Domestic Abuse Bill

Written evidence submitted by Dr. Craig A. Harper and Dr. Dean Fido, lecturers in forensic psychology at UK Universities (University of Derby; Nottingham Trent University) (DAB91)

To whom it may concern,

Re: Call for written evidence: Domestic Abuse Bill 2019-21

1. The written evidence featured below has been written and approved by both authors. Dr. Craig A. Harper and I (Dr. Dean Fido) are lecturers in forensic psychology at UK Universities (University of Derby; Nottingham Trent University). Although our knowledge covers several areas of criminal behaviour and victimology, we restrict the evidence presented within this document to our core area of expertise – that of image-based sexual abuse.

2. Before proceeding, it is essential to tease apart the above term so that yourself and others can access the importance of the evidence we are providing here. When describing image-based sexual abuse (henceforth abbreviated to IBSA), we are referring to a series of behaviours which involve the non-consensual generation, taking, and/or distribution (or threat thereof) of private sexual images. This phrasing has been most widely used by Clare McGlynn (Durham Law School) and her colleagues (e.g., McGlynn, Rackley, & Houghton, 2017). Although this over-arching label is useful for the categorisation of behaviours in law, our recent work in this field has begun to delineate the wide array of behaviours that fall under this umbrella term (Harper, Fido, & Petronzi, 2019).

3. Behaviours that encompass IBSA include ‘revenge pornography’ (the non-consensual sharing of private sexual images of others), upskirting (the non-consensual taking of a private sexual underneath the clothes of another individual), cyber-flashing (the non-consensual sending of an image of oneself to another individual), and deepfake pornography (the creation of pornographic material through the superimposition of a victim’s features into an existing pornographic scene). Although IBSA is in a catch-all fashion, this often discounts the potential for differences in the motivations of those who perpetrate such behaviours. Our core argument is that these behaviours are demonstrably sexual offences (owing to their overlaps with existing models of sexual offending, and the inherently sexual nature of the behaviours), but that they should be treated separately in order for us to better understand, predict, and resolve (Harper et al., 2019).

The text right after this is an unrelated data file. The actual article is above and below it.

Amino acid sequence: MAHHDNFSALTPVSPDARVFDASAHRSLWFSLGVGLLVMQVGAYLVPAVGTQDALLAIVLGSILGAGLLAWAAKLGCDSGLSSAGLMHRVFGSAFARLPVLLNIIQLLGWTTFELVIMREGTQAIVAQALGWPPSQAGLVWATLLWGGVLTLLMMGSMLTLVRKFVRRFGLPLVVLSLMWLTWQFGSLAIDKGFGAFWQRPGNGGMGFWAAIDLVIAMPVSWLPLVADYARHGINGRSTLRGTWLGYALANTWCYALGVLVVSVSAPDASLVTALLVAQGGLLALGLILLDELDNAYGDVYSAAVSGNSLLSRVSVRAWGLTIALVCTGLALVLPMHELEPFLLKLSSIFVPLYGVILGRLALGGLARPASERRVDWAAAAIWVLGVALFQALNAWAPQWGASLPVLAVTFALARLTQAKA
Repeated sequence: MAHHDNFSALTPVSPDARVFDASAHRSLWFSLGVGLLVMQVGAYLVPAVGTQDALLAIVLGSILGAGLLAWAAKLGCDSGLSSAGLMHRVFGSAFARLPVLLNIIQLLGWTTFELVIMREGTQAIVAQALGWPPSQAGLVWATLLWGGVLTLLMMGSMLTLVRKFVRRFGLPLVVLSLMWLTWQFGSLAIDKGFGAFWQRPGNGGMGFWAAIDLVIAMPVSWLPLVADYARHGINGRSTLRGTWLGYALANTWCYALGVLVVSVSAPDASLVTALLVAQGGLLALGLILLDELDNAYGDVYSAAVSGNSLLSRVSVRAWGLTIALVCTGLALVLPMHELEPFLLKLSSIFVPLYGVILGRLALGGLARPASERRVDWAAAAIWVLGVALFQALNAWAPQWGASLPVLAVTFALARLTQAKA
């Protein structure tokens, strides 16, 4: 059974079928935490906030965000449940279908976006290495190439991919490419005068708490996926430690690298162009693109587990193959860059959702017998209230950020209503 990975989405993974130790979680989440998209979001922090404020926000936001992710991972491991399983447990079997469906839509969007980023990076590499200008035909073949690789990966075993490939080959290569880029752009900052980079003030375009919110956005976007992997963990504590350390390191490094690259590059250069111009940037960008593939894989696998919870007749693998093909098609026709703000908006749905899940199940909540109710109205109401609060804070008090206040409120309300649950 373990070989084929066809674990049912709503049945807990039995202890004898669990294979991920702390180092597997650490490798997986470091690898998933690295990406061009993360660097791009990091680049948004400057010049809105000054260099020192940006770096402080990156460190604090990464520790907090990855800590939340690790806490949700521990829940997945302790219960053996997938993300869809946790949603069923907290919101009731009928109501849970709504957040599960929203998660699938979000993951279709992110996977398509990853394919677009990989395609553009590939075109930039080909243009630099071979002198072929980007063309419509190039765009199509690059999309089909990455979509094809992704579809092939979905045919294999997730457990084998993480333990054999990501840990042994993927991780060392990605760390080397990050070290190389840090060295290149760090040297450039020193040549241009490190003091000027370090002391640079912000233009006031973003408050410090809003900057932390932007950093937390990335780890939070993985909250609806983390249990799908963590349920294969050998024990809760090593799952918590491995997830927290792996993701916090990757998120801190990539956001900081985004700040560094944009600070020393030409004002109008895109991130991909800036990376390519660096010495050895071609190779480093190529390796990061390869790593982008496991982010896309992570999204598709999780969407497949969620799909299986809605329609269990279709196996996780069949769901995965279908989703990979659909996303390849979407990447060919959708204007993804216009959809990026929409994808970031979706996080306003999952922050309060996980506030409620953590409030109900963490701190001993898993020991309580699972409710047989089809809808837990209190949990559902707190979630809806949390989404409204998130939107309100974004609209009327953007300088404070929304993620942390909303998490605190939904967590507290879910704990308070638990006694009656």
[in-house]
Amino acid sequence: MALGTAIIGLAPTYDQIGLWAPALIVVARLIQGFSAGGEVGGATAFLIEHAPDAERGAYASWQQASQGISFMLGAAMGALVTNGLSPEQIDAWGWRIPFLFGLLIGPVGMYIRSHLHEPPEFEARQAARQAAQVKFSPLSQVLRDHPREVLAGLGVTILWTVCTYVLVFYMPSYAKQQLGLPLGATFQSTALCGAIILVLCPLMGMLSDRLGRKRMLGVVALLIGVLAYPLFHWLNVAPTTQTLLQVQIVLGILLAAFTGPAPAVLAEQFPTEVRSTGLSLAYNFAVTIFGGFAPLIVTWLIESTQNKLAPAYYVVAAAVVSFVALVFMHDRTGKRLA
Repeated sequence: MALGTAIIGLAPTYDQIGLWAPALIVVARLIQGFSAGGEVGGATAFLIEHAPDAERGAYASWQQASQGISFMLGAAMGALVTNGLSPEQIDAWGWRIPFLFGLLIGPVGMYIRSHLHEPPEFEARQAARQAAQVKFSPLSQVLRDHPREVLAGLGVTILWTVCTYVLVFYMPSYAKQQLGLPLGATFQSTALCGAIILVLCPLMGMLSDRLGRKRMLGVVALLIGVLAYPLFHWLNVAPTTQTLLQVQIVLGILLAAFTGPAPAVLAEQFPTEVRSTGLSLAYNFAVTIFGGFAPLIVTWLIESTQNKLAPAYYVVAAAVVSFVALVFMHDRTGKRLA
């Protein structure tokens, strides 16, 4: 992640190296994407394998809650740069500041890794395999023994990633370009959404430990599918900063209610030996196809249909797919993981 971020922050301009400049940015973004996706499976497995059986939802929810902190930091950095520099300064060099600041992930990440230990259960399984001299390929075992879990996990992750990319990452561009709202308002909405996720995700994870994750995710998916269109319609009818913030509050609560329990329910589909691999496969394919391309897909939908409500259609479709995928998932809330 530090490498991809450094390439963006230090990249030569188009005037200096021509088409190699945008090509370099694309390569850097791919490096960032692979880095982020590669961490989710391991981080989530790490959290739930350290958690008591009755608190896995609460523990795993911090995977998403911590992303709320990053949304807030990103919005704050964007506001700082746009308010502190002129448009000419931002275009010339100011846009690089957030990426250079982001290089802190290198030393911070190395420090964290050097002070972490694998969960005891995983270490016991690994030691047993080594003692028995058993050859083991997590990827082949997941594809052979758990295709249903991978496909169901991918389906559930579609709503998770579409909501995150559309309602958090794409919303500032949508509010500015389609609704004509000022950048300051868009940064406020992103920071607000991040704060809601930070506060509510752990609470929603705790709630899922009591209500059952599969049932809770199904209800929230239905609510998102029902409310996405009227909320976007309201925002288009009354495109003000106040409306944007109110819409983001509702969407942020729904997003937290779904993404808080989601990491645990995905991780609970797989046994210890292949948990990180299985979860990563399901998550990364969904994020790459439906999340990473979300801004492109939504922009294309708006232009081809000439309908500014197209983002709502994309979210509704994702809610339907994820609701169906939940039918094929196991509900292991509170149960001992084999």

4. There is a range of evidence suggesting that IBSA can stem from breakdowns in intimate relationships. For example, the most-studied form of IBSA – ‘revenge pornography’ – is associated with past partners seeking vengeance to actual or perceived wrongs, or as a way for perpetrators to maintain control of the victim of a previously coercive relationship (Hall & Hearn, 2018). It has been noted by McGlynn and colleagues that the prevalence of upskirting-type behaviours in online pornography may begin to fuel an increased incidence of such behaviour offline (McGlynn, 2018), with intimate partners being a potential target for such behaviours due to their proximity to those with a proclivity to upskirt. In the case of cyber-flashing, the sending of explicit sexual images between people (‘sexting’) can begin as a consensual activity as a relationship begins to form, particularly for young people who are more often using technology in this way (Dake, James, Price, Maziarz, & Ward, 2012; Lippman & Campbell, 2014), but may become coercive and abusive over time if one member of the relationship no longer wishes to engage (Drouin, Ross, & Tobin, 2015). For these reasons, we believe that some consideration of IBSA is necessary within the Domestic Abuse Bill (March 2020) and consistent with its aims.